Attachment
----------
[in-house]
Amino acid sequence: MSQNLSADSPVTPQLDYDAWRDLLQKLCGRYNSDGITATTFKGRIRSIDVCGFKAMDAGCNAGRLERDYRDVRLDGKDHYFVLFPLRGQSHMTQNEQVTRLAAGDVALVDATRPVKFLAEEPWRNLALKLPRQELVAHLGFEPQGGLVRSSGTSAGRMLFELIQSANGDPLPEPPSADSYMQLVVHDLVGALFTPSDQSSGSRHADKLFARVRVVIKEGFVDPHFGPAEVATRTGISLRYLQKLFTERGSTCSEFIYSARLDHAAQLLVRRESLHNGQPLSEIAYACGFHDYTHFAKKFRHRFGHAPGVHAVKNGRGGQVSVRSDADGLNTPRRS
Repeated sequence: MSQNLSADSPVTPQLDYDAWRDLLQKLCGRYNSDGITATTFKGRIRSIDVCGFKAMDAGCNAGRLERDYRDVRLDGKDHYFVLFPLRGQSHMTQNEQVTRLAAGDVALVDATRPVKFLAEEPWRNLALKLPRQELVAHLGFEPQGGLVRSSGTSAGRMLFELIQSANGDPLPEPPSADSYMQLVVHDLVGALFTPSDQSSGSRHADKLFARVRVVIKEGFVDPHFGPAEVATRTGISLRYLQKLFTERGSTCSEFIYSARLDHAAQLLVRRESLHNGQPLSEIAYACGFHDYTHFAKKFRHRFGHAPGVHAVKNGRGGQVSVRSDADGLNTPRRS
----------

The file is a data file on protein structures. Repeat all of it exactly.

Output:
[in-house]
Amino acid sequence: MSQNLSADSPVTPQLDYDAWRDLLQKLCGRYNSDGITATTFKGRIRSIDVCGFKAMDAGCNAGRLERDYRDVRLDGKDHYFVLFPLRGQSHMTQNEQVTRLAAGDVALVDATRPVKFLAEEPWRNLALKLPRQELVAHLGFEPQGGLVRSSGTSAGRMLFELIQSANGDPLPEPPSADSYMQLVVHDLVGALFTPSDQSSGSRHADKLFARVRVVIKEGFVDPHFGPAEVATRTGISLRYLQKLFTERGSTCSEFIYSARLDHAAQLLVRRESLHNGQPLSEIAYACGFHDYTHFAKKFRHRFGHAPGVHAVKNGRGGQVSVRSDADGLNTPRRS
Repeated sequence: MSQNLSADSPVTPQLDYDAWRDLLQKLCGRYNSDGITATTFKGRIRSIDVCGFKAMDAGCNAGRLERDYRDVRLDGKDHYFVLFPLRGQSHMTQNEQVTRLAAGDVALVDATRPVKFLAEEPWRNLALKLPRQELVAHLGFEPQGGLVRSSGTSAGRMLFELIQSANGDPLPEPPSADSYMQLVVHDLVGALFTPSDQSSGSRHADKLFARVRVVIKEGFVDPHFGPAEVATRTGISLRYLQKLFTERGSTCSEFIYSARLDHAAQLLVRRESLHNGQPLSEIAYACGFHDYTHFAKKFRHRFGHAPGVHAVKNGRGGQVSVRSDADGLNTPRRS